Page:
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Author Topic: CPUs - From AMD to Intel i-7s, is there a big gaming performance gap?  (Read 818 times)
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Ridah
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« on: October 09, 2011, 06:15:10 PM »

Currently I'm running an AMD Phenom II X4 940 @ 3.4ghz CPU. I've been debating on upgrading to Intel stuff before Battlefield 3 comes out. The thing is, and I know there are charts out there, but I'm not sure if there will be a significant performance gain.

I'm using a Radeon 6950, and pretty much all games run pretty well on high settings. When I do see performance drops in games, it seems to be a global issue and has more to do with the game itself or with DX11. For example, Rage and Dragon Age 2 initially. Would I see a big difference switching out my cpu/mobo/ram for an Intel setup?
« Last Edit: October 09, 2011, 06:24:24 PM by Ridah » Logged

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TheAtomicKid
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« Reply #1 on: October 10, 2011, 01:51:23 AM »

http://www.anandtech.com

Home:About:Forums:News:BENCH

It will default on the left side to cpu benchmarks, and sysmark will be selected by default. Flip it to 'games'.

Select game of choice, and leave righthand side at defaults. Click on 'view benchmark results'.

Etc etc etc.

The real answer is 'it's going to vary by game'

edit: I am also very fond of the comparitive charts available at http://www.techpowerup.com in their reviews.

In my opinion, there's a performance 'sweet spot' at the moment, for both cpu's and gpu's. You can spend money to get past it, but unless you're a cyberathlete competing for actual money, I wouldn't personally say it's worth it. Far better to spend that extra cash on a good SSD to use as a system drive, rather than spending 500+ on a cpu or gpu for meager gains.

A pair of 6870's or better from AMD, running in crossfire, or a pair of gtx560's from the nvidia side, with at least a gigabyte of ram on each card (less is no good, and more is generally unnecessary except in certain extreme situations) will kick ass on pretty much any game available today, at any resolution short of 2560x1600 (or more, with multiple monitors, etc). If you have a single monitor at 1920x1200, or less, you do NOT need any more gpu than this, for 'casual' gaming. Aka anything non-competitive. It will be fast, it will be smooth, and frankly, you have to spend a fortune to get meager returns on your investment, past this point.


Atomic
« Last Edit: October 10, 2011, 01:59:51 AM by TheAtomicKid » Logged
Ridah
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« Reply #2 on: October 10, 2011, 05:41:31 AM »

So, using an SSD solely for the OS installation and an HDD for everything else would help?
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Sean Lama
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TheAtomicKid
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« Reply #3 on: October 10, 2011, 07:27:42 AM »

For general performance, yes. Makes your desktop quite 'snappy'.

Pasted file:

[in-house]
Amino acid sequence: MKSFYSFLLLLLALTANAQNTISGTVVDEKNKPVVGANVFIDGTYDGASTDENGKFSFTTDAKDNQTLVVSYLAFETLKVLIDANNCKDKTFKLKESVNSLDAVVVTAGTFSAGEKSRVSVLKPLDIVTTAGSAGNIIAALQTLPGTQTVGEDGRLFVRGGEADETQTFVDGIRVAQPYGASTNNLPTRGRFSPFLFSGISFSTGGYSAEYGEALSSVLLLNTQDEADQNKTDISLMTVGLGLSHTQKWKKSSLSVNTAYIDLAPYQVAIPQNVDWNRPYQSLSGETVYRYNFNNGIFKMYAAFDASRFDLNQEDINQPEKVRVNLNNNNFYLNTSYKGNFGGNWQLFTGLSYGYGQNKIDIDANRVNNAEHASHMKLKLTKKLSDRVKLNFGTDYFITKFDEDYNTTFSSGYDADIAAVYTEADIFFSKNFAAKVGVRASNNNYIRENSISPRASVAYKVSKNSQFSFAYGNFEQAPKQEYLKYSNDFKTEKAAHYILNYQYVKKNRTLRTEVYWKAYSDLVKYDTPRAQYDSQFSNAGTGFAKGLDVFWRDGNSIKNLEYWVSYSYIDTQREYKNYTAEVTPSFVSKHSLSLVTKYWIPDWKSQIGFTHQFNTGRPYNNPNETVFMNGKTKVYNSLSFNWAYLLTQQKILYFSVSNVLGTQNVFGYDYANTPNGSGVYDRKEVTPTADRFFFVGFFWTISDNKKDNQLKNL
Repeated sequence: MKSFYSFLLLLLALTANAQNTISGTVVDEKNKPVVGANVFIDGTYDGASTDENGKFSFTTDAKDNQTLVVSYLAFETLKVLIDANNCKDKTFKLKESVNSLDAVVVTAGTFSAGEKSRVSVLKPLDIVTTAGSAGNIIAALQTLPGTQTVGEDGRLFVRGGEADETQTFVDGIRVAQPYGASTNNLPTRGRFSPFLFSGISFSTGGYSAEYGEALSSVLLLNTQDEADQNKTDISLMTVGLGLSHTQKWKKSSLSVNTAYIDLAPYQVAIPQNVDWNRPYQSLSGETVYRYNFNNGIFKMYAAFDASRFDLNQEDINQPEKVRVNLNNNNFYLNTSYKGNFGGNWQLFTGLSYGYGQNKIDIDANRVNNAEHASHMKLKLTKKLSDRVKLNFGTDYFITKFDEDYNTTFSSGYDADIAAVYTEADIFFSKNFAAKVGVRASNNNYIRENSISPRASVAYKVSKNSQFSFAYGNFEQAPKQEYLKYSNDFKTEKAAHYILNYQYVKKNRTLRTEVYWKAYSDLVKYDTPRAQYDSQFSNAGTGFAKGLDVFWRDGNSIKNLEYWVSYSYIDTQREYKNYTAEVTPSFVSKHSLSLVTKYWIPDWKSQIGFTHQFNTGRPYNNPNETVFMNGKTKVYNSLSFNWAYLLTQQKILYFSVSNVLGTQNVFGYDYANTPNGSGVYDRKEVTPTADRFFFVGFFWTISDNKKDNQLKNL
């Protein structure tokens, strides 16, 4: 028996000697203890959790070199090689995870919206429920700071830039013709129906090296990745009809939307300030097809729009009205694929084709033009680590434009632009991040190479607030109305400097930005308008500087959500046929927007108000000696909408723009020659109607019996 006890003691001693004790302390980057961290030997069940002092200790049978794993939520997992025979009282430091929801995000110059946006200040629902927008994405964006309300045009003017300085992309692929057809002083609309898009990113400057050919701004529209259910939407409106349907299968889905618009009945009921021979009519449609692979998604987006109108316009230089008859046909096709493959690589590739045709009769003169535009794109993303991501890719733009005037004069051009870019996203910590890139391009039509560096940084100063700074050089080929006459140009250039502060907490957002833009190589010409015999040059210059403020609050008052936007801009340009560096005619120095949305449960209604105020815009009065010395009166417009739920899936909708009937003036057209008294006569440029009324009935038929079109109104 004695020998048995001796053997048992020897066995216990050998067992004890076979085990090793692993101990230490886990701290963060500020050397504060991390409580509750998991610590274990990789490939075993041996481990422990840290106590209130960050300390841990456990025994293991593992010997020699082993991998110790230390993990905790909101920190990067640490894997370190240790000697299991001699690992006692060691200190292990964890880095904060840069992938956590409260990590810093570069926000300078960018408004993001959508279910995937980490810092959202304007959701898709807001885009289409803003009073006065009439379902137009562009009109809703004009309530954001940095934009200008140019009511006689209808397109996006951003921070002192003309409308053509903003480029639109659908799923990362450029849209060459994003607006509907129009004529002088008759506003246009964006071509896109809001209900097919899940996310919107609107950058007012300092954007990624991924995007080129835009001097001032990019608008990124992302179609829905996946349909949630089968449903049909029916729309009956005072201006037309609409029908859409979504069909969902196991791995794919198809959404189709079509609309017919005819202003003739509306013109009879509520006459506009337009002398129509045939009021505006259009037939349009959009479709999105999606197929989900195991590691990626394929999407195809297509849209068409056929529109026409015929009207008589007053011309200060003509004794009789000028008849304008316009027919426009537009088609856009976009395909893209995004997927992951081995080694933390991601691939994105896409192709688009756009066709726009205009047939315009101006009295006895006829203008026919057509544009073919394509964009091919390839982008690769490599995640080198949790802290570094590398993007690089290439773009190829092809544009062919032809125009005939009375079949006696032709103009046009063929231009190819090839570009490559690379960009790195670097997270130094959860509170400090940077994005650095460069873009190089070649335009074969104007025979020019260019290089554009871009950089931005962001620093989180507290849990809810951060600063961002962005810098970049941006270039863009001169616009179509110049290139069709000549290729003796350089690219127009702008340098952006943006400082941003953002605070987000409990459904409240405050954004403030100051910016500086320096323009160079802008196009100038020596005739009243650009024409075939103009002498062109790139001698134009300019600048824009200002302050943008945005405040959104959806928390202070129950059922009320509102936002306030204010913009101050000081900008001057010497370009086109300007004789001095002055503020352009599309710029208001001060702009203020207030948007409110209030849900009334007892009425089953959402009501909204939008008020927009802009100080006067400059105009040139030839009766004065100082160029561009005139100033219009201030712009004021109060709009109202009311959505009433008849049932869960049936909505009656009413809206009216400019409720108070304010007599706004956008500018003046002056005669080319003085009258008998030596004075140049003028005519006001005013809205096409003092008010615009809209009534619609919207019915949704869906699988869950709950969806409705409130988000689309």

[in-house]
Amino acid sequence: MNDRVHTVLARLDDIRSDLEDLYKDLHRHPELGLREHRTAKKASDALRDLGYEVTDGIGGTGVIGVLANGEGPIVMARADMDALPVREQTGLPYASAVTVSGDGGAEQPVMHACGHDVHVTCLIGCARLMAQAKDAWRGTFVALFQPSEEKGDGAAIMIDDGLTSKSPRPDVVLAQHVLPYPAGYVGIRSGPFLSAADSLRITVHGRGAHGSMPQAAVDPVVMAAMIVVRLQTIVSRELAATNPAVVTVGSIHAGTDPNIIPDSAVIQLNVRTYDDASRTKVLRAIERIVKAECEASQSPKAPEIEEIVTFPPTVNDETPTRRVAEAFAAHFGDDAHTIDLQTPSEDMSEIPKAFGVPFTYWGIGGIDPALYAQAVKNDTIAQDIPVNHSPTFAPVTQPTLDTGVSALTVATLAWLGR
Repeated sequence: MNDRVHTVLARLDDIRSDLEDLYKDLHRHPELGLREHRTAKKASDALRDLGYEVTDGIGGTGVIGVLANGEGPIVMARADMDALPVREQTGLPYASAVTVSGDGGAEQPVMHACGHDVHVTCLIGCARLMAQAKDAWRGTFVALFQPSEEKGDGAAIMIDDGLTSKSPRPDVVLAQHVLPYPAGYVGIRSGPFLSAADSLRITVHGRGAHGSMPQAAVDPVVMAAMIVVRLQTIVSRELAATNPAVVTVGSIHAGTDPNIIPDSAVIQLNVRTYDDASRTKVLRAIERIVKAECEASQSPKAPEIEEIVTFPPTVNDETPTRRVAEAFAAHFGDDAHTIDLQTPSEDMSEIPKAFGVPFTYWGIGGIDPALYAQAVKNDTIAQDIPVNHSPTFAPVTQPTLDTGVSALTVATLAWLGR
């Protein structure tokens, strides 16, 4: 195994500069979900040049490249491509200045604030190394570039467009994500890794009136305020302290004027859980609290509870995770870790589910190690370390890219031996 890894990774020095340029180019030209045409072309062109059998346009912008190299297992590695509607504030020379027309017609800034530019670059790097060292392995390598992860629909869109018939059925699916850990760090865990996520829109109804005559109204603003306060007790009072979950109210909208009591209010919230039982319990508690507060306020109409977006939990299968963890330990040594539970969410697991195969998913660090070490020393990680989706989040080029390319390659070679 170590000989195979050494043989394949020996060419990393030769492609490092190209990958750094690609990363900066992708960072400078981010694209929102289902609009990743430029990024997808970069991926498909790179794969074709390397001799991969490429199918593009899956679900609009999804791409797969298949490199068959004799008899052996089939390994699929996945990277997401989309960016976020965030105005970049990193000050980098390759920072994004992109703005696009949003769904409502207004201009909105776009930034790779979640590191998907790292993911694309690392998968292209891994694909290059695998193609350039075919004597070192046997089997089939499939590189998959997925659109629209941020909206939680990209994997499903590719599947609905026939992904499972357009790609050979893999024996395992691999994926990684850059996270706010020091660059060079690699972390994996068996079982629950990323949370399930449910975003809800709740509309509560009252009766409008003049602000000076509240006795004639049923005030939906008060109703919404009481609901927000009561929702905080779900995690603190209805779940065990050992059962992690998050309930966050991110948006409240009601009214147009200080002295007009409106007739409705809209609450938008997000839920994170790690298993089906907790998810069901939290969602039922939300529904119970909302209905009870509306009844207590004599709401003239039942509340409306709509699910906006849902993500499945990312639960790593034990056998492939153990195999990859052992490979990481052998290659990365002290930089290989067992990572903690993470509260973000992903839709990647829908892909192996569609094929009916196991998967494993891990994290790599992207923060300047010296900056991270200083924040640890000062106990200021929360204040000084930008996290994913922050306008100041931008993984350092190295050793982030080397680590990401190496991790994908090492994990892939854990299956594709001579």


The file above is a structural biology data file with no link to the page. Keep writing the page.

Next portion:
If you want your games to load fast, etc... anyone remember 'loading, please wait...' ? You actually want your game installation on the ssd. (which can, of course, be one and the same)

My current setup is a system/games 'ssd' (it's actually a raid-0, but that's irrelevant), and a secondary drive for data. (mostly anime). No need to store all that on the SSD.. not cost effective.

If you have to choose? Go with the system drive. As long as you keep the games defragged, you'll do fine.

All SSD's not created equal, for the record. But there are several worthy contenders at this point.

Atomic

PS: Make sure you have enough memory. Nothing slows down a system more than not having enough ram. (forcing the OS to continually swap out)... combine that with a slow hard drive, or a very fragmented hard drive, or both, and you have the typical computer after it has been in a home for a while. 4 gigs is generally 'enough', 6 gigs is about as much as most people would normally see usage of, and 8 gigs is more than most people need, on average. Specific usage will vary.
« Last Edit: October 10, 2011, 07:32:10 AM by TheAtomicKid » Logged
TiLT
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« Reply #4 on: October 10, 2011, 09:18:50 AM »

Quote from: TheAtomicKid on October 10, 2011, 07:27:42 AM

PS: Make sure you have enough memory. Nothing slows down a system more than not having enough ram. (forcing the OS to continually swap out)... combine that with a slow hard drive, or a very fragmented hard drive, or both, and you have the typical computer after it has been in a home for a while. 4 gigs is generally 'enough', 6 gigs is about as much as most people would normally see usage of, and 8 gigs is more than most people need, on average. Specific usage will vary.

I feel obscene with my 12 GB at home and 16 GB at work. slywink
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Ridah
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« Reply #5 on: October 11, 2011, 09:47:06 PM »

Sounds like I can just hang with my CPU for a while longer.

What I'm going to do then, is add some memory (adding 2GB more for 6 total) and I might throw a second 6950 in for crossfire.

Questions regarding this: